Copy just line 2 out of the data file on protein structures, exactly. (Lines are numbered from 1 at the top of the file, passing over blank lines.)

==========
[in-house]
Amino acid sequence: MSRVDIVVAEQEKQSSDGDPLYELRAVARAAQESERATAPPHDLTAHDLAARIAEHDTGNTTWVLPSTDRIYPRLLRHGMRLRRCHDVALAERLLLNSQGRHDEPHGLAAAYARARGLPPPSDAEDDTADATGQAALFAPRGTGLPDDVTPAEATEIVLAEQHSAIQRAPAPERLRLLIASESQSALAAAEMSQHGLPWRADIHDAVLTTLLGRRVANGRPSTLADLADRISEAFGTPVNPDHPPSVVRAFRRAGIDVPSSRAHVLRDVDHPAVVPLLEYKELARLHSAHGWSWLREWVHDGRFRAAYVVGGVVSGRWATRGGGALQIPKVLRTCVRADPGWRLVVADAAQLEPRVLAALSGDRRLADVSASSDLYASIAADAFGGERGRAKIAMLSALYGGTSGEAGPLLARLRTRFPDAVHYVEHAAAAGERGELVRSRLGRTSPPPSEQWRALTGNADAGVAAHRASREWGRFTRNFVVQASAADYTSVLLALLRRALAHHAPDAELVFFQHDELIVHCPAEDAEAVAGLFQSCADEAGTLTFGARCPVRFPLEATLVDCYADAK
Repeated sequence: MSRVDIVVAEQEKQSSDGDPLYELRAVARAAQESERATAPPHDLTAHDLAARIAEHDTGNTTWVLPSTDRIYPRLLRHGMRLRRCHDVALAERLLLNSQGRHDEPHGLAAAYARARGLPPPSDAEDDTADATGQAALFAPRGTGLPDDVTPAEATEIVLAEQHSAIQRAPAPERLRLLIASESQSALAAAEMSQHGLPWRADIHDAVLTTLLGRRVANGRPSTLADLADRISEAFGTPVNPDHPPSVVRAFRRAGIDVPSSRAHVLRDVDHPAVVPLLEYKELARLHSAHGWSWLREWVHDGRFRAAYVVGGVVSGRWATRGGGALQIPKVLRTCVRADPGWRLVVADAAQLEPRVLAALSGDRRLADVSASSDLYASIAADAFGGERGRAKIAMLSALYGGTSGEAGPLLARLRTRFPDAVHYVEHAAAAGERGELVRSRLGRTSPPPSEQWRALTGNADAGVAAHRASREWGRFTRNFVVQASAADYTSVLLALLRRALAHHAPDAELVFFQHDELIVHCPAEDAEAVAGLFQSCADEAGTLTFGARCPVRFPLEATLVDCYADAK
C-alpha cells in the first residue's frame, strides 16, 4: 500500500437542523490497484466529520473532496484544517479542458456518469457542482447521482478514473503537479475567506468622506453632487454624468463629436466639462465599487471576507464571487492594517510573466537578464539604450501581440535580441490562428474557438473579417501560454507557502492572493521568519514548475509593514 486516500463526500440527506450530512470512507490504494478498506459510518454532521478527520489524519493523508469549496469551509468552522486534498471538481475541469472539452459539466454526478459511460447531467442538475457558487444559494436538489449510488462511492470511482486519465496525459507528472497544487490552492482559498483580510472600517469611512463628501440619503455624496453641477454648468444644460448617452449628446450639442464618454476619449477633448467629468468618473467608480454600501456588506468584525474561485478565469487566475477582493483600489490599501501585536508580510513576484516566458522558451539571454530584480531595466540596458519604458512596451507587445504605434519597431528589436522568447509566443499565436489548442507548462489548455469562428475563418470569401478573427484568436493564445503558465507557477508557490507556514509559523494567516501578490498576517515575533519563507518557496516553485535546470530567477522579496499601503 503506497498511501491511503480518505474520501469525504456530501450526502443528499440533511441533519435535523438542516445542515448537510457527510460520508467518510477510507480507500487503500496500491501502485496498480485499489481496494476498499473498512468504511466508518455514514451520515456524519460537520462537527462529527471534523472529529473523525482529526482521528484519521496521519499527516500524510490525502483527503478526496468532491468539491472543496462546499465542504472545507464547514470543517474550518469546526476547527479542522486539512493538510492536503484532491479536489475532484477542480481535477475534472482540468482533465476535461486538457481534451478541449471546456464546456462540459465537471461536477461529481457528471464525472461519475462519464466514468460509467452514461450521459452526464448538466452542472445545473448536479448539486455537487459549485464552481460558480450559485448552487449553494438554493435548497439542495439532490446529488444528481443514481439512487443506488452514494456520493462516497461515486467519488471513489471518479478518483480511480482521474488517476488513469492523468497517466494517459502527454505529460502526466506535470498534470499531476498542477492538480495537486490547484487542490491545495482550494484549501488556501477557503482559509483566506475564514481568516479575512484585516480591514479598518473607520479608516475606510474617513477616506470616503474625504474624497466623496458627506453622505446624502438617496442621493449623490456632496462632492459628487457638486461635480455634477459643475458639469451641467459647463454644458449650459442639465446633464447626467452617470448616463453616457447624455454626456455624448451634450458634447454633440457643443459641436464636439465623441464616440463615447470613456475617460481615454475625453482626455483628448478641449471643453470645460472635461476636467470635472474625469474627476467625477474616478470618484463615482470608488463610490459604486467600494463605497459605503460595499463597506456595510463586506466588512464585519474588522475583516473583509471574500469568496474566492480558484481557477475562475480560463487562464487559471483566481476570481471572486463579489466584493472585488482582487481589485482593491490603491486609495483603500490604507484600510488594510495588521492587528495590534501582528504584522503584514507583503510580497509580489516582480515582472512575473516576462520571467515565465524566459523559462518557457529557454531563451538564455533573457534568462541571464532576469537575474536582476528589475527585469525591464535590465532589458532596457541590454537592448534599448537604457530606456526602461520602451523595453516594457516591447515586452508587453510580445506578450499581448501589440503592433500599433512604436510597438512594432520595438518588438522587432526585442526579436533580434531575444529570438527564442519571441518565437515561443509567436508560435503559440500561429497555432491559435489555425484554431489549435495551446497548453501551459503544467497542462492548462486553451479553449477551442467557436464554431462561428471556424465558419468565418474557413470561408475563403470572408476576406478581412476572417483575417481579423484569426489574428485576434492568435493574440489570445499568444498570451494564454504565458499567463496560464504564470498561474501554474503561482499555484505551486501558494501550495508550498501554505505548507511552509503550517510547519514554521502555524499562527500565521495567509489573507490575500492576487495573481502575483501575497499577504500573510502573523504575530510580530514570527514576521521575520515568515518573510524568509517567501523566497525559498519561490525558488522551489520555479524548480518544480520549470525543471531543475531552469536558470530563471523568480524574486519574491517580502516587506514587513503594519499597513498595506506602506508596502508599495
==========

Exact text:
Amino acid sequence: MSRVDIVVAEQEKQSSDGDPLYELRAVARAAQESERATAPPHDLTAHDLAARIAEHDTGNTTWVLPSTDRIYPRLLRHGMRLRRCHDVALAERLLLNSQGRHDEPHGLAAAYARARGLPPPSDAEDDTADATGQAALFAPRGTGLPDDVTPAEATEIVLAEQHSAIQRAPAPERLRLLIASESQSALAAAEMSQHGLPWRADIHDAVLTTLLGRRVANGRPSTLADLADRISEAFGTPVNPDHPPSVVRAFRRAGIDVPSSRAHVLRDVDHPAVVPLLEYKELARLHSAHGWSWLREWVHDGRFRAAYVVGGVVSGRWATRGGGALQIPKVLRTCVRADPGWRLVVADAAQLEPRVLAALSGDRRLADVSASSDLYASIAADAFGGERGRAKIAMLSALYGGTSGEAGPLLARLRTRFPDAVHYVEHAAAAGERGELVRSRLGRTSPPPSEQWRALTGNADAGVAAHRASREWGRFTRNFVVQASAADYTSVLLALLRRALAHHAPDAELVFFQHDELIVHCPAEDAEAVAGLFQSCADEAGTLTFGARCPVRFPLEATLVDCYADAK